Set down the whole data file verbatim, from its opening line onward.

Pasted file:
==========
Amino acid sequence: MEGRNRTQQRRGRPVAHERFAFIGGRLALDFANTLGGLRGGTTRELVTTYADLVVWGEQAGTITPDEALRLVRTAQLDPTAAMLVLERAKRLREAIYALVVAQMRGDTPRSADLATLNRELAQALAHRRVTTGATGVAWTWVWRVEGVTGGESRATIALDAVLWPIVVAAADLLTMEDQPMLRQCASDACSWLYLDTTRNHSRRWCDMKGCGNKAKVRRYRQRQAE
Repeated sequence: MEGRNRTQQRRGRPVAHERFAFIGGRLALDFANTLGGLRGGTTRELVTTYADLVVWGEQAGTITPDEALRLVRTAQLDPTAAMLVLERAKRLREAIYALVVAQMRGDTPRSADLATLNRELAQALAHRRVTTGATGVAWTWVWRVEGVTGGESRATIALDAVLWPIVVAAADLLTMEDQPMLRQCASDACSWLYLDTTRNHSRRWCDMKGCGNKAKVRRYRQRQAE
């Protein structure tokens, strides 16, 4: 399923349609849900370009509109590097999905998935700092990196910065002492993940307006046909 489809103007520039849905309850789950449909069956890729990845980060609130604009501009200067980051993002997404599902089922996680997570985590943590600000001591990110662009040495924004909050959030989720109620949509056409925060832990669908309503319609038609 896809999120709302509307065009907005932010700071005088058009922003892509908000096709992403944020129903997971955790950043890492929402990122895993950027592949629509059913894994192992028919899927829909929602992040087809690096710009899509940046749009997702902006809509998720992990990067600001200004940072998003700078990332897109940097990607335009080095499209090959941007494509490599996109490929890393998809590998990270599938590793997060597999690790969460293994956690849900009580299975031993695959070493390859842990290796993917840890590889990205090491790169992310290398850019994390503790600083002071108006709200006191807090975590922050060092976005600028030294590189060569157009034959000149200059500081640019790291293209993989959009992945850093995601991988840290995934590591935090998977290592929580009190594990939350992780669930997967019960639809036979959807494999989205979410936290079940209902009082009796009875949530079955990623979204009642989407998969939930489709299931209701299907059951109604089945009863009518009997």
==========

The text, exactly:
Amino acid sequence: MEGRNRTQQRRGRPVAHERFAFIGGRLALDFANTLGGLRGGTTRELVTTYADLVVWGEQAGTITPDEALRLVRTAQLDPTAAMLVLERAKRLREAIYALVVAQMRGDTPRSADLATLNRELAQALAHRRVTTGATGVAWTWVWRVEGVTGGESRATIALDAVLWPIVVAAADLLTMEDQPMLRQCASDACSWLYLDTTRNHSRRWCDMKGCGNKAKVRRYRQRQAE
Repeated sequence: MEGRNRTQQRRGRPVAHERFAFIGGRLALDFANTLGGLRGGTTRELVTTYADLVVWGEQAGTITPDEALRLVRTAQLDPTAAMLVLERAKRLREAIYALVVAQMRGDTPRSADLATLNRELAQALAHRRVTTGATGVAWTWVWRVEGVTGGESRATIALDAVLWPIVVAAADLLTMEDQPMLRQCASDACSWLYLDTTRNHSRRWCDMKGCGNKAKVRRYRQRQAE
């Protein structure tokens, strides 16, 4: 399923349609849900370009509109590097999905998935700092990196910065002492993940307006046909 489809103007520039849905309850789950449909069956890729990845980060609130604009501009200067980051993002997404599902089922996680997570985590943590600000001591990110662009040495924004909050959030989720109620949509056409925060832990669908309503319609038609 896809999120709302509307065009907005932010700071005088058009922003892509908000096709992403944020129903997971955790950043890492929402990122895993950027592949629509059913894994192992028919899927829909929602992040087809690096710009899509940046749009997702902006809509998720992990990067600001200004940072998003700078990332897109940097990607335009080095499209090959941007494509490599996109490929890393998809590998990270599938590793997060597999690790969460293994956690849900009580299975031993695959070493390859842990290796993917840890590889990205090491790169992310290398850019994390503790600083002071108006709200006191807090975590922050060092976005600028030294590189060569157009034959000149200059500081640019790291293209993989959009992945850093995601991988840290995934590591935090998977290592929580009190594990939350992780669930997967019960639809036979959807494999989205979410936290079940209902009082009796009875949530079955990623979204009642989407998969939930489709299931209701299907059951109604089945009863009518009997």